Split DC input into three voltages

Discussion in 'The Projects Forum' started by tonewill, Nov 12, 2010.

  1. tonewill

    Thread Starter New Member

    Nov 12, 2010
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    Hello to you, I have an old circuit (drum machine salvaged from an old organ) that I'd like to get working. It requires three voltages: +15v, -28v and -14v. Ideally, I'd like to use something like a 30v DC adaptor/wall wart and make a circuit using vero-board to convert it to these voltages (or thereabouts). Is this feasible? If so, any suggestions, books, websites, online circuit diagrams that would show how to do this? I'm not very knowledgeable about electronics though I've built several projects over the years. Any help appreciated, Barry.
     
  2. SgtWookie

    Expert

    Jul 17, 2007
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    Do you have an idea of the power requirements of this circuit?

    You don't have your location in your profile. It will help us to help you, if you provide at least your country and state or province.

    Click on the "User CP" link on the menu bar, scroll down to "Location", type in your location info, and click the "Save" button at the bottom.
     
  3. tonewill

    Thread Starter New Member

    Nov 12, 2010
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    Thanks SgtWookie, The only power requirements I know are the voltages mentioned; I don't know how much current it uses although I imagine if I assume 1A then I should be well within requirements. I've just been looking at circuits for +15v and -15v using L7815CV and L7915CV regulators, however, they all use a centre-tapped mains step-down transformer where I'd like to keep the step-down isolated in a wall-wart for safely. I'm just not sure if it's possible using, say, 30VDC input (or maybe 30VAC are available if that helps). Thanks for trying to help, much appreciated.
     
  4. SgtWookie

    Expert

    Jul 17, 2007
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    Is this a transistorized circuit, or does it use valves/tubes?

    Since you're in the U.K., electronic components will be rather pricey.

    You might be able to use a discarded ATX or ATXplus12 computer power supply to get +12v and -12v; which is fairly close to the +15/-14 supply - still need the -28 though.
     
  5. tonewill

    Thread Starter New Member

    Nov 12, 2010
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    Thanks SgtWookie, It's a transistor circuit. The cost of parts aren't the problem (a few diodes, capacitors and regulators aren't that much here), the problem is knowing if and how to get the three voltages from a wall transformer. If anyone can offer advice on that it would be much appreciated.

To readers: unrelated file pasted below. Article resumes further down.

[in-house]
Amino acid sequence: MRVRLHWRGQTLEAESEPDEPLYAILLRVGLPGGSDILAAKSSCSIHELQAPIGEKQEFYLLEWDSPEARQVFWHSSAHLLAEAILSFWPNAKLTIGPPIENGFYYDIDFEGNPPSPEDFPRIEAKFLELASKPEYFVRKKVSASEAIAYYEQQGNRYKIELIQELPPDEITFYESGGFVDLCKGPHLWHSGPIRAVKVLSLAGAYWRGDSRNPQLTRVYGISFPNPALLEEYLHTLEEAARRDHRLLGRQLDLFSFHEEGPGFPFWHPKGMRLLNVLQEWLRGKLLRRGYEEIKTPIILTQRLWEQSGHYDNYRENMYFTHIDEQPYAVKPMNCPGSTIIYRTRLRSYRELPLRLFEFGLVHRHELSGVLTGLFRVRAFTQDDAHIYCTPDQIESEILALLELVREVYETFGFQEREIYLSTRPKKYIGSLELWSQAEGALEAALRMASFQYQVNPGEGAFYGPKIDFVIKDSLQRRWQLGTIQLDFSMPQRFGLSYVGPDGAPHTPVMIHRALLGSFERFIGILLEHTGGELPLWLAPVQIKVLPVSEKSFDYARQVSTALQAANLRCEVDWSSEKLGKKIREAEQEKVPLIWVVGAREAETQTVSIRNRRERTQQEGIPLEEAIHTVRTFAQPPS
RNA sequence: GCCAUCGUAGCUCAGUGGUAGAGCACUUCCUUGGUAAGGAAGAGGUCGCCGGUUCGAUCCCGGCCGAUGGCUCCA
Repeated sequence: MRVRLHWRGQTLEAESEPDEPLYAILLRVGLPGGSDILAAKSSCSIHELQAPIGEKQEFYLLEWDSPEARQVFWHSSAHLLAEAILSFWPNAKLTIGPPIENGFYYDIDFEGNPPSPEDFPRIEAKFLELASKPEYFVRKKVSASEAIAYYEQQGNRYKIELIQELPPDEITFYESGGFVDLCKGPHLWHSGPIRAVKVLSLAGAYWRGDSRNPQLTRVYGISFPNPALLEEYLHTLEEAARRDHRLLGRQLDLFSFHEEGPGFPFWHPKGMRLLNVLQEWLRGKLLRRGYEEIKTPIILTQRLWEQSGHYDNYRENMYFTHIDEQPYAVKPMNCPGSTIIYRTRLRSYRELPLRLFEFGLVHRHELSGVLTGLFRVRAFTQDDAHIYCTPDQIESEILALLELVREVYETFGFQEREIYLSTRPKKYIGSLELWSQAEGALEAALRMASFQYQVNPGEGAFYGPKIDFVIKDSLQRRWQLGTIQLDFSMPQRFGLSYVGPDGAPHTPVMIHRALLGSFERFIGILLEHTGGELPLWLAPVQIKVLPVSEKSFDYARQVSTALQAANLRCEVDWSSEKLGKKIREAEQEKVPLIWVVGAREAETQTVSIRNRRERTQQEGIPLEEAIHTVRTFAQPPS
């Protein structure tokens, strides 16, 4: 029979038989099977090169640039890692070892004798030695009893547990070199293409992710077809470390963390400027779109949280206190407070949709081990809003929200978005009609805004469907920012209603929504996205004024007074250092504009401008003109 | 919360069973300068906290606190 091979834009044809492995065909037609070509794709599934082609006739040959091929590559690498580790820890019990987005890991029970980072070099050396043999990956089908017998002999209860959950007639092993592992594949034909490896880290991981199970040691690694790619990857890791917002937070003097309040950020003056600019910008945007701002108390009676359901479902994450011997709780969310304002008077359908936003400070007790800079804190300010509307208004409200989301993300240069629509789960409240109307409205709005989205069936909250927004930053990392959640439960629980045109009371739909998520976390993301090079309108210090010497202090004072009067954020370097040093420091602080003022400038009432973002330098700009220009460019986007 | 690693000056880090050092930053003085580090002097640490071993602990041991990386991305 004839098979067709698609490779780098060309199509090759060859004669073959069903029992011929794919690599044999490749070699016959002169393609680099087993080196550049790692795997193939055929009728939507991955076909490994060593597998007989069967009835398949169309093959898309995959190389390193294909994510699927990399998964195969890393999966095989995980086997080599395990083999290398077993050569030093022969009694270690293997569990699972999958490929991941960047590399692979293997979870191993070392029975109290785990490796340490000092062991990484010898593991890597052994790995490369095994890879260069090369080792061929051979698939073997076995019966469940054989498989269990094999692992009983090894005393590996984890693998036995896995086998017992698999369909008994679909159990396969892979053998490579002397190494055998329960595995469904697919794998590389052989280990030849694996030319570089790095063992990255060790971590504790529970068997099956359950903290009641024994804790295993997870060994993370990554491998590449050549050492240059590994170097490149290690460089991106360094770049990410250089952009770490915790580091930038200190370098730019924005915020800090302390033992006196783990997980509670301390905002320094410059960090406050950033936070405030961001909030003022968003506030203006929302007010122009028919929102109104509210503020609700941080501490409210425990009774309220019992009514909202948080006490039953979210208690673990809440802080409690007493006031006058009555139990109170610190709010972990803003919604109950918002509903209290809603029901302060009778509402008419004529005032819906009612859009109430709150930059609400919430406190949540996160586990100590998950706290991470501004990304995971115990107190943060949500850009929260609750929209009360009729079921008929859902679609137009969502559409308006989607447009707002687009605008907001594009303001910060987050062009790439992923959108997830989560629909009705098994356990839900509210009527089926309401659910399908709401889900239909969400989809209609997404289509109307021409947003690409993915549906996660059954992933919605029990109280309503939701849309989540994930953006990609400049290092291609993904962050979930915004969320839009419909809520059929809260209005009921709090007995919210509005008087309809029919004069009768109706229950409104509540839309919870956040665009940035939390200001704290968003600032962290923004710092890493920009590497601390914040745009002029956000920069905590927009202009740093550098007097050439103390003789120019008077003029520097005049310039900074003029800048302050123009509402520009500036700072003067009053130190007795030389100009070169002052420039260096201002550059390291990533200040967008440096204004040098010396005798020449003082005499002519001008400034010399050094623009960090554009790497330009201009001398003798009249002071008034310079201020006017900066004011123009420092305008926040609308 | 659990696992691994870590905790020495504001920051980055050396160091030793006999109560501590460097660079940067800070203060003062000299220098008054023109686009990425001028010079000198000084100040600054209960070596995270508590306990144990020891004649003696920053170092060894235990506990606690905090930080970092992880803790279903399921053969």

6. SgtWookie

    Expert

    Jul 17, 2007
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    Well, standard linear regulators just won't work very well with a single 30v wall-wart. You'd need to use switching regulators, and I don't know how much experience you have.
     
  7. tom66

    Senior Member

    May 9, 2009
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    Components are very cheap here in the UK, Wookie. Not much more than in the USA. I order from Farnell and Rapid Electronics.

    You could also try my ATX power supply mod (on this forum) which converts a +12V ATX into +28V -28V or thereabouts. Then, some regulators could be used to step the voltages down to +15/-14.

    Or you could try a buck-boost converter. The MCP34063A may be an option, for inverting the voltages.
     
  8. SgtWookie

    Expert

    Jul 17, 2007
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    Well, the ATX mod is dicey at best; not something I'd recommend for a "n00b" to attempt. You're bypassing some of the internal protections, and operating the supply at beyond it's design limits. Unless someone has an identical power supply, their results will vary widely.
     
  9. tom66

    Senior Member

    May 9, 2009
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    Yes - I know that. However, any non-standard power supply is dicey at best, because we do not know requirements like output current, transient response, ripple voltage and so on.
     
  10. tonewill

    Thread Starter New Member

    Nov 12, 2010
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    Okay chaps, not to worry, I'll investigate more. Doing a computer power supply mod is okay if you have an old supply lying around, but I don't unfortunately. Thanks again, Barry.
     
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